Otto Dix. 16 water colour paintings for Ursus

5th April - 15th July 2005

opening: Monday 4th April 2005, 9pm.

Opening on April 4th, 9pm, at Galleria Blu, the exhibition "Otto Dix. 16 water colour paintings for Ursus” is organized with the collaboration of the Brera Academy for the series of lessons concerning "Art between work and interpretation".
The exhibition shows 16 water colour works painted between the 1920s and the 1930s, a new compound made of homogeneous elements which is very important on account of its rarity and peculiarity so pertaining to the topic of interpretation.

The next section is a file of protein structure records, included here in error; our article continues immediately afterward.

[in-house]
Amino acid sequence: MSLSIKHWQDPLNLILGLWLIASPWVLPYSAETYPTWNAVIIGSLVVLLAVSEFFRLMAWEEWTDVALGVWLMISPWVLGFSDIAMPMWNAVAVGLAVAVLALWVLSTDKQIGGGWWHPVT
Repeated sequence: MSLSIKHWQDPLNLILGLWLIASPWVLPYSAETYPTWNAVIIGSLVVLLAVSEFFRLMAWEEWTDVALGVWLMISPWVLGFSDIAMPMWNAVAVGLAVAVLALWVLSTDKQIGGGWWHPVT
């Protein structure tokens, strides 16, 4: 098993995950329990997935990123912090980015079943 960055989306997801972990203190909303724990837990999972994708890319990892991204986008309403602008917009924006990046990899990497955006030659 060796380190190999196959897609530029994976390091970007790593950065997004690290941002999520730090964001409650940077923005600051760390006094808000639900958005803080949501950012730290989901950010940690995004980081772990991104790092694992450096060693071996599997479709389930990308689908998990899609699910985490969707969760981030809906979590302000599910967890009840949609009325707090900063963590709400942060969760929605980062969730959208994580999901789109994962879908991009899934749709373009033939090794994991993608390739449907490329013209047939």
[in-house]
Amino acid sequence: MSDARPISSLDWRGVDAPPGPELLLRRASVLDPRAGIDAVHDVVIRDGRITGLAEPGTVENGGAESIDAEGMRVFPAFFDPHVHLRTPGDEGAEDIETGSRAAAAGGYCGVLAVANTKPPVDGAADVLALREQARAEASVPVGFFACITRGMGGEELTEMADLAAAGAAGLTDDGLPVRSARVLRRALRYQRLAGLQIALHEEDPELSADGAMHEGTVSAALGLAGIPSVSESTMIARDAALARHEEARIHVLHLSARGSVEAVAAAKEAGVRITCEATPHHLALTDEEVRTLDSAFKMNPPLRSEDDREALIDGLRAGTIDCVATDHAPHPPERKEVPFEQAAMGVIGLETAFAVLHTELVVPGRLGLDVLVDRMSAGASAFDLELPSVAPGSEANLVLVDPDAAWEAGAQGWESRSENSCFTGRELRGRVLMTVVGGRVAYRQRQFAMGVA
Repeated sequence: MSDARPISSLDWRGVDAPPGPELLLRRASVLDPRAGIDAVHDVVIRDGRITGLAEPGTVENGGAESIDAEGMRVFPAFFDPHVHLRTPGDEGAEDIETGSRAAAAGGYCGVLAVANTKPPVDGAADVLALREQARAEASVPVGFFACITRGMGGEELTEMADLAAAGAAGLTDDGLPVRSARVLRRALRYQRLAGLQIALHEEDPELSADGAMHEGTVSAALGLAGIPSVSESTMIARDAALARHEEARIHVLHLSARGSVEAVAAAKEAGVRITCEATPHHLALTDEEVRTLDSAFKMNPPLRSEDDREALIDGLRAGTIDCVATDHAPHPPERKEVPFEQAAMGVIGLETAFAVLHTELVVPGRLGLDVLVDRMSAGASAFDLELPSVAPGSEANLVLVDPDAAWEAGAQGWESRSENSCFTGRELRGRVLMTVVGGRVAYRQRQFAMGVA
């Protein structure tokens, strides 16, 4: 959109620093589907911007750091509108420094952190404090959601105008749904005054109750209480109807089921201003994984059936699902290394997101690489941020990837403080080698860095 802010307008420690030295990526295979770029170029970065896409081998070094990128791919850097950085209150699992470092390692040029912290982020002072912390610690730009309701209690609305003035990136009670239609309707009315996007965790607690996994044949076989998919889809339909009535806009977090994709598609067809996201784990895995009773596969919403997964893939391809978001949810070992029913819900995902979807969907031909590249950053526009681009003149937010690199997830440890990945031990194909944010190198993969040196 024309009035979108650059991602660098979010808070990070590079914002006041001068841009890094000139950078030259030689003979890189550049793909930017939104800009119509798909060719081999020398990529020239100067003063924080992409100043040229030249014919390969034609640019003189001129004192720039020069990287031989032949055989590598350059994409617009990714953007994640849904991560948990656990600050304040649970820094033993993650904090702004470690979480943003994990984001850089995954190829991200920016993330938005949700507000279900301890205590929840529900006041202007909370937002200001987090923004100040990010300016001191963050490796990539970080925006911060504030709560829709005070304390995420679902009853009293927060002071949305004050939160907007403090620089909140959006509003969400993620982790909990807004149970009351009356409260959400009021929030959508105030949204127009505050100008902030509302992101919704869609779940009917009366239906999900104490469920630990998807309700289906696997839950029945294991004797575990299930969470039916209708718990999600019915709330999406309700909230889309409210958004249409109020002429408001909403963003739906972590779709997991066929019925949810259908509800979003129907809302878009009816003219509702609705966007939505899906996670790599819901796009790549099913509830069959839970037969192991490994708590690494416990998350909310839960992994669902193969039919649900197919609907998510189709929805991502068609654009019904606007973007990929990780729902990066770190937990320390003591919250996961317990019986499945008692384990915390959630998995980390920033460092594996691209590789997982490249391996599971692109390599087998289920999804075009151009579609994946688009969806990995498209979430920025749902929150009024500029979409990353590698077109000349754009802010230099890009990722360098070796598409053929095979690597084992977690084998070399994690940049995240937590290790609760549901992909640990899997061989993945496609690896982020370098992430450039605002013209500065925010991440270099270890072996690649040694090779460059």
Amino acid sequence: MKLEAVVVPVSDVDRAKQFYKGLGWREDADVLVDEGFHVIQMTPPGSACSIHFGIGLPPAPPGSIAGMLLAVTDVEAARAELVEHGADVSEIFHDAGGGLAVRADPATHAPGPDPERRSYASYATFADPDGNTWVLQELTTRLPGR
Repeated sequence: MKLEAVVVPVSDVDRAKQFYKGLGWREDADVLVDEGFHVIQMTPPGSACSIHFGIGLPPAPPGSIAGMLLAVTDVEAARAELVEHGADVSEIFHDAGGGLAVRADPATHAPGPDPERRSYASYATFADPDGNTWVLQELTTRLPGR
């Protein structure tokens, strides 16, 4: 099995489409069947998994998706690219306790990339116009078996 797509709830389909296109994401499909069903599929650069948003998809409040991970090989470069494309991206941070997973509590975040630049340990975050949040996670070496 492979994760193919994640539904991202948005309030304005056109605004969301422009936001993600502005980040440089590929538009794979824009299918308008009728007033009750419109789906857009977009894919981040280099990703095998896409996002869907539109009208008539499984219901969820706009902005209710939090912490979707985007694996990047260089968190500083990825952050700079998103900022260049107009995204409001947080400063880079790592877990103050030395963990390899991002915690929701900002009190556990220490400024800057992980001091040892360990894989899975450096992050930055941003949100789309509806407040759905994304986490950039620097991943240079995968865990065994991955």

Otto Dix (Gera 1891 - Singen 1969), is one of the most important representatives of expressionism;  with his emotional and disquieting painting he fiercely criticized the moral dissoluteness of the society living between the two world wars. But in these water colour works he painted for his son Ursus, he leaves his usual subjects. The artist in fact, motivated by the love for his son, chooses subjects closer to a child’s imaginary. The most impressive element of these paintings is the greatness of Dix’s art shown through its typical expressive passion: you can perfectly see it in the characters’ attitudes (hyenas, tigers, carnival masks) and in the building of the scenes, where the disquieting atmosphere is given by the winding of stains and the quick distribution of the colours. Thus he creates a metamorphosis of the subject who is taken away from childhood and will go back -after the treatment-  to the world of the adults of those years, who are involved in a situation that is coming to a head, leading to the most dreadful form of Nazism which will brand Dix’s work as “degenerate art”. Particular importance is given to the painting of Carnival which seems anticipating -with the character of Death- the condemnation showed in the famous work “Die sieben Todsünden” of 1933, where the character has the same moustaches as the dictator .

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